how cognate strategy instruction promotes vocabulary for the ccss n.
Download
Skip this Video
Loading SlideShow in 5 Seconds..
How Cognate Strategy Instruction Promotes Vocabulary for the CCSS PowerPoint Presentation
Download Presentation
How Cognate Strategy Instruction Promotes Vocabulary for the CCSS

Loading in 2 Seconds...

play fullscreen
1 / 36

How Cognate Strategy Instruction Promotes Vocabulary for the CCSS - PowerPoint PPT Presentation


  • 116 Views
  • Uploaded on

How Cognate Strategy Instruction Promotes Vocabulary for the CCSS. Dana L. Grisham National University ACOE 6 th Annual English Learner Conference January 26, 2013 Hayward, CA. Words are Important. It is how we communicate with one another – orally and in writing

loader
I am the owner, or an agent authorized to act on behalf of the owner, of the copyrighted work described.
capcha
Download Presentation

PowerPoint Slideshow about 'How Cognate Strategy Instruction Promotes Vocabulary for the CCSS' - gaetan


An Image/Link below is provided (as is) to download presentation

Download Policy: Content on the Website is provided to you AS IS for your information and personal use and may not be sold / licensed / shared on other websites without getting consent from its author.While downloading, if for some reason you are not able to download a presentation, the publisher may have deleted the file from their server.


- - - - - - - - - - - - - - - - - - - - - - - - - - E N D - - - - - - - - - - - - - - - - - - - - - - - - - -
Presentation Transcript
how cognate strategy instruction promotes vocabulary for the ccss

How Cognate Strategy InstructionPromotes Vocabulary for the CCSS

Dana L. Grisham

National University

ACOE 6th Annual English Learner Conference

January 26, 2013

Hayward, CA

words are important
Words are Important
  • It is how we communicate with one another – orally and in writing
  • We learn with, through, and about words
  • Highly correlated with reading comprehension (.6 to .8 correlation)
  • Academic language is the key to achievement
vocabulary gap for diverse students
Vocabulary Gap for Diverse Students
  • Students who struggle as readers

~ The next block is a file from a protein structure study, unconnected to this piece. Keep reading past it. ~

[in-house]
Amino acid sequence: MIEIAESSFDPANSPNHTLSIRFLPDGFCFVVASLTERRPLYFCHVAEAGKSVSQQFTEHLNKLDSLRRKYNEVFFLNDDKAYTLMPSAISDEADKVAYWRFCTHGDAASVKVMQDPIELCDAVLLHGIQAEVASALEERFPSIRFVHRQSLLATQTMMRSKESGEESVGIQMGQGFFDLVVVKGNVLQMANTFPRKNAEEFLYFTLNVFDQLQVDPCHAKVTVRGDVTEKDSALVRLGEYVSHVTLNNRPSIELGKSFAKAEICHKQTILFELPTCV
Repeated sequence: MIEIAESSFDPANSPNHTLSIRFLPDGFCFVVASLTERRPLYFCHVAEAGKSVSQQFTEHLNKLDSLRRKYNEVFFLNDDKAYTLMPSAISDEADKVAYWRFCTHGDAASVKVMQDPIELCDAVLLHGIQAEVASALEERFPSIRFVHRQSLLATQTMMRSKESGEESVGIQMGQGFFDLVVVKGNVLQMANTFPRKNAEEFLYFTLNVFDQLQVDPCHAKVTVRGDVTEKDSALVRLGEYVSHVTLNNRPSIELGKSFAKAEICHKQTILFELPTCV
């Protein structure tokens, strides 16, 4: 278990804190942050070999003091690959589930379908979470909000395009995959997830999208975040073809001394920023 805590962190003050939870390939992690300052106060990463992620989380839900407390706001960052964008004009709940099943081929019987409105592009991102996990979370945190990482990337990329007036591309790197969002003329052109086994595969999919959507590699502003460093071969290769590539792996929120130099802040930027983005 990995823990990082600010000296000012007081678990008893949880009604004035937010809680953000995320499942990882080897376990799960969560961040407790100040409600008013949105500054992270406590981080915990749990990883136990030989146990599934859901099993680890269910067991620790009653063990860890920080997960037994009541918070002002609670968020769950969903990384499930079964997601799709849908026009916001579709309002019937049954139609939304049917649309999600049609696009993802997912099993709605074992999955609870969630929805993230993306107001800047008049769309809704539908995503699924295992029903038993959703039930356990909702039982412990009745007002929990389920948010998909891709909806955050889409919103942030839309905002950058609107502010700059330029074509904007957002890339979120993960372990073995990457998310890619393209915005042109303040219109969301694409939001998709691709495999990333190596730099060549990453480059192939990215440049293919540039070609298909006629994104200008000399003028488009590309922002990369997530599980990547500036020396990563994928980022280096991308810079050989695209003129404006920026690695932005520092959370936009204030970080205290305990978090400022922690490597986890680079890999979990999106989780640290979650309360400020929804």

• Children learning English as a second language
  • Children with special needs
the gap widens over time
The Gap Widens Over Time
  • The Matthew Effect (Stanovich, 1986). The more you know, the more you grow…
  • 4th grade slump due in part to increased vocabulary load of textbooks and academic subject matter (Chall, 1983)
ccss 2010
CCSS, 2010
  • Necessity of reading “complex texts” independently
  • Increased emphasis on non-fiction texts
  • Need for “close reading”
  • Need to increase “skill, concentration, and stamina”
  • What can we do to increase the reading comprehension of more than 5 million Spanish-speaking ELLs?
theoretical framework
Theoretical Framework
  • English and Spanish cognates share a common Latin root
  • Students (and adults) often fail to recognize cognates unless they are taught awareness of the relationship
  • Once taught, the transparency of cognate pairs may enhance bilingual students’ reading comprehension (August & Shanahan, 2006)
  • Research documents the efficacy of Cognate Strategy Instruction (Lubliner & Grisham, 2012; Moran, 2011)
language and academic language
Language and Academic Language
  • A “third” language for many! (Zwiers, 2005)
  • Book language (CALP) (Cummins, 1979)
  • Multiple vs. “Standard” Literacies (Valdez, 2000)
  • Specific academic contexts (and accountability) (Schleppegrell, 2001)
  • “…a variety or a register of English used in professional books and characterized by specific linguistic features associated with academic disciplines.” (Scarcella, 2003)
academic language
Academic Language
  • Cognates are plentiful in Academic Language (Coxhead, 2000; Hiebert & Lubliner, 2011)
  • English may share as many as 15,000 cognates with similar orthographic and phonological features (Nash, 1997)
  • Knowledge of cognates may provide Spanish-speaking bilingual students with an advantage in learning academic language (Lubliner & Grisham, 2012)
language evolves
Language Evolves
  • Language is dynamic, but rule governed
  • Scarcella’s Components
    • Phonological
    • Lexical
    • Grammatical
    • Sociolinguistic
    • Discourse
a grammatical component
Ordinary

Knowledge of morphemes entailing semantic, syntactic, relational, phonological, and distributional properties; syntax; knowledge of grammatical co-occurrence restrictions, punctuation.

Academic

All of the foregoing plus knowledge of additioanl structures (such as passives, parallel clauses, conditionals, and complex clauses)

Example: bacterium, bacteria

A Grammatical Component
a phonological component
Ordinary